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Psychology & Psychotherapy

The study and treatment of the human mind

IrritablePsychology is essentially the study of the mind, including logic, reason, emotion, conscious and unconscious mental processes and behaviour. It is also associated with neuroscience and the study of the brain to the extent that psychology has become an umbrella term for a wide variety of 'disciplines', paradigms, religions and cults that are not clearly definable as medical, philosophical or sociological disciplines.

If you were to visit a psychologist, he or she would have the view that psychology acknowledges the potential of behaviour problems being learned responses which can be corrected with therapy and education, whereas:

Psychiatry considers that behavioural problems are actual medical illnesses with physical causes despite the fact that after over 100 years of attempts to identify a physical cause for mental illness, there are still none. Psychiatric treatments focus on medical or physical interventions such as drugs, electroshock therapy, deep brain stimulation by electrode, psychosurgery, etc.

The History of Psychology

For thousands of years psychology has existed as 'philosophy' as found in the ancient Vedic Indian texts which record the findings of man's examination of mind and spirit. Other historic books can be found in the Buddhist, Yoga and Vedanta libraries.

The modern word 'psychology' comes from the Greek word 'psyche', meaning mind or soul and 'ology' meaning study, however today many aspects of modern psychology are political and sociological tools used to control the public and to coerce those with other than 'normal' behaviours to conform to the dominant social stereotype.

While today's experimental psychology is concerned with learning, memory, perception, attention, emotions, links to physiological processes of the brain and body; it has some merit in attempting to understand the consequences of brain damage and mental illnesses such as schizophrenia. But overall psychology today is primarily a tool that serves corporate and political interests instead of being a pure instrument to guide humanity toward a brighter future.

"The wise or temperate person will know herself or himself, and be able to examine what she/he knows or does not know, and to see what others know and think that they know and do really know; and what they do not know, and fancy that they know, when they do not. No other person will be able to do this. And this is wisdom and temperance and self-knowledge-for a man/woman to know what he/she knows, and what he does not know.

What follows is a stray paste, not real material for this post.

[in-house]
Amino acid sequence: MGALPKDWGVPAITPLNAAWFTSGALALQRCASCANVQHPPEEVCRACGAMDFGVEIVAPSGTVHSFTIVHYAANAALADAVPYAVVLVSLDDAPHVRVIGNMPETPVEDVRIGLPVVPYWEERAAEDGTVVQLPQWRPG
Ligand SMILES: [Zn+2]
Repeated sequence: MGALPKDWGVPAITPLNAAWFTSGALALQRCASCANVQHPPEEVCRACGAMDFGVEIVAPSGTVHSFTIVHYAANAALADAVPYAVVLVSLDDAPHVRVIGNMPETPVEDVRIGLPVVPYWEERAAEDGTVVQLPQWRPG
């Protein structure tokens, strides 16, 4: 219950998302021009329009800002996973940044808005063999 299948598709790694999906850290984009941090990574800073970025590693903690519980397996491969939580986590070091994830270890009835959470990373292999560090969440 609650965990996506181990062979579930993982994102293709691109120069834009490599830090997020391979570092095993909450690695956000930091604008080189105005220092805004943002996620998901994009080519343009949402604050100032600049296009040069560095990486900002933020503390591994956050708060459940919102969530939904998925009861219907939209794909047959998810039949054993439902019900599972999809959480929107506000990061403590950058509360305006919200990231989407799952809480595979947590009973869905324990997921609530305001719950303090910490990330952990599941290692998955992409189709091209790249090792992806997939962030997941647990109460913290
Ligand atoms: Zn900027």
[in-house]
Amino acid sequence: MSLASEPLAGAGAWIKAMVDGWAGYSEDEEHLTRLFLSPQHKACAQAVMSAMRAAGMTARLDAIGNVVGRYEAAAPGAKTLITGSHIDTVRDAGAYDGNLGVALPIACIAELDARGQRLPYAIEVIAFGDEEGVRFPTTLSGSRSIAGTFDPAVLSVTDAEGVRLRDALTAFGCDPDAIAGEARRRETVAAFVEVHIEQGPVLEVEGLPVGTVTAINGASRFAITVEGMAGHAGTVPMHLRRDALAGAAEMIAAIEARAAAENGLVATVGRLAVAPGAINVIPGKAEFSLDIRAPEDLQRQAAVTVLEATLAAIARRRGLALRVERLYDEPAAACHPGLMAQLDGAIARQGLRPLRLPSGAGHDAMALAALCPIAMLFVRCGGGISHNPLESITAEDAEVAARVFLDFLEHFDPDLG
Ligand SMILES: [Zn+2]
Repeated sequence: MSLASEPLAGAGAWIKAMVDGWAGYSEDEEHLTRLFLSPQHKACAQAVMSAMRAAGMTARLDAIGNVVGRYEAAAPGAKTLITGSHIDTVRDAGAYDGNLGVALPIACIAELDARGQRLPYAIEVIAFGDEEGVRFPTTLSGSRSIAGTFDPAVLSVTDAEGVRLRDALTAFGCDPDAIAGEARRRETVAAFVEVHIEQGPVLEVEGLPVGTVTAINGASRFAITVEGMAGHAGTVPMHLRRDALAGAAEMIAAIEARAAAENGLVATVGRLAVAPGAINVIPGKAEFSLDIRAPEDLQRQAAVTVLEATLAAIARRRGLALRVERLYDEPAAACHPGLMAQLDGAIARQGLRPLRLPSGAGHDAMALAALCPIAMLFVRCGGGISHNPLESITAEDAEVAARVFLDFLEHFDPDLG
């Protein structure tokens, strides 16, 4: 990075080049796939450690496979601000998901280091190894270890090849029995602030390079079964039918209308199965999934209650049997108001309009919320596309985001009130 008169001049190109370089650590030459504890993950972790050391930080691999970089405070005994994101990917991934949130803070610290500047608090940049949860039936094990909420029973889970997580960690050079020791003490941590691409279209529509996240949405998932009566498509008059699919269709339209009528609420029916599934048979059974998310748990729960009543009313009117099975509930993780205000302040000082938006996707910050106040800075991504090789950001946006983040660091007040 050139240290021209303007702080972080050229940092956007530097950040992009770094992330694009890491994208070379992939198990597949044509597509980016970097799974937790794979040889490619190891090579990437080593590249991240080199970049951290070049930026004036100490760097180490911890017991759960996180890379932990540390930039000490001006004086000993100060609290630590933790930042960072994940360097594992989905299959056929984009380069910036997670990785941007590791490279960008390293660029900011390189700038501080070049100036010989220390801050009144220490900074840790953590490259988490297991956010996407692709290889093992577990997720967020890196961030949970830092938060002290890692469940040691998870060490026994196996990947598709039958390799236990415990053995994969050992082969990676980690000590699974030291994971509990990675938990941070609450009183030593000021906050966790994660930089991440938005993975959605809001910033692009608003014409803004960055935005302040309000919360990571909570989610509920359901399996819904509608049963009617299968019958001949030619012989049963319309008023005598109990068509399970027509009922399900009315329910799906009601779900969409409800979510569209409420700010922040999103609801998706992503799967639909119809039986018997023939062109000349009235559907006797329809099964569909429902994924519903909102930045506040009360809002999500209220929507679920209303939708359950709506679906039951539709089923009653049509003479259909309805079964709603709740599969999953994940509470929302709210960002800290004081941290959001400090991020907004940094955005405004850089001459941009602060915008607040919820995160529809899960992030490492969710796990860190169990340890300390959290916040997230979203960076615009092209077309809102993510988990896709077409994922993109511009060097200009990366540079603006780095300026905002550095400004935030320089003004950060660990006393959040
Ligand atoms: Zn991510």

Now let us begin again, and ask, in the first place, whether it is or is not possible for a person to know that he/she knows and does not know what he knows and does not know; and in the second place, whether, if perfectly possible, such knowledge is of any use." Plato

“What Jung says is that you should play your role, knowing that it's not you. It's a quite different point of view. This requires individuation, separating your ego, your image of yourself, from the social role. This doesn't mean that you shouldn't play the role; it simply means that no matter what you choose to do in life, whether it's to cop out or to cop in, you are playing a role, and don't take it too damned seriously. The persona is merely the mask you're wearing for this game.” ~ Joseph Campbell.

Political correctness is a lens through which all reality must be filtered, cleansed of unpleasant truths and accepted without question by all. In short, PC is an attempt to correlate reality and theory by altering reality. And thus, political correctness is nothing more than a form of mental illness. Read More...

“Practicing Dharma is the supreme method for improving the quality of our human life. The quality of life depends not on external development or material progress, but on the inner development of peace and happiness. For example, in the past many Buddhists lived in poor and underdeveloped countries, but they were able to find pure, lasting happiness by practising what Buddha had taught.” — Geshe Kelsang Gyatso - Introduction to Buddhism


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